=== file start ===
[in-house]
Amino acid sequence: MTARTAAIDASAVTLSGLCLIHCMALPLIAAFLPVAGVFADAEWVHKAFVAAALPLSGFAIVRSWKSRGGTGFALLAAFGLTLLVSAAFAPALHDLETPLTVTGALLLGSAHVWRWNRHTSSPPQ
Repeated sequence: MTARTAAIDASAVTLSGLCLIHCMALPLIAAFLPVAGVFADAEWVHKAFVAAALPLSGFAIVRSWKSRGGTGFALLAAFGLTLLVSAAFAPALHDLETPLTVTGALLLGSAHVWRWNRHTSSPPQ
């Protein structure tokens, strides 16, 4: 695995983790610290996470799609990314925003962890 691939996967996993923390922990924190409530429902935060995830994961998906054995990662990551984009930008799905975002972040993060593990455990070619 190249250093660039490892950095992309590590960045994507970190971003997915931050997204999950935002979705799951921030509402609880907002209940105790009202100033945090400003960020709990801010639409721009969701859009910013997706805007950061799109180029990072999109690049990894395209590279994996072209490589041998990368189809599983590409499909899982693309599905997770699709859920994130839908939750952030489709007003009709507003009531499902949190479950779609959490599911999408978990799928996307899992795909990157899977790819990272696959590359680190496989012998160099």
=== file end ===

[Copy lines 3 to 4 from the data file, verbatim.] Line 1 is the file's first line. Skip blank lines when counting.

Repeated sequence: MTARTAAIDASAVTLSGLCLIHCMALPLIAAFLPVAGVFADAEWVHKAFVAAALPLSGFAIVRSWKSRGGTGFALLAAFGLTLLVSAAFAPALHDLETPLTVTGALLLGSAHVWRWNRHTSSPPQ
């Protein structure tokens, strides 16, 4: 695995983790610290996470799609990314925003962890 691939996967996993923390922990924190409530429902935060995830994961998906054995990662990551984009930008799905975002972040993060593990455990070619 190249250093660039490892950095992309590590960045994507970190971003997915931050997204999950935002979705799951921030509402609880907002209940105790009202100033945090400003960020709990801010639409721009969701859009910013997706805007950061799109180029990072999109690049990894395209590279994996072209490589041998990368189809599983590409499909899982693309599905997770699709859920994130839908939750952030489709007003009709507003009531499902949190479950779609959490599911999408978990799928996307899992795909990157899977790819990272696959590359680190496989012998160099």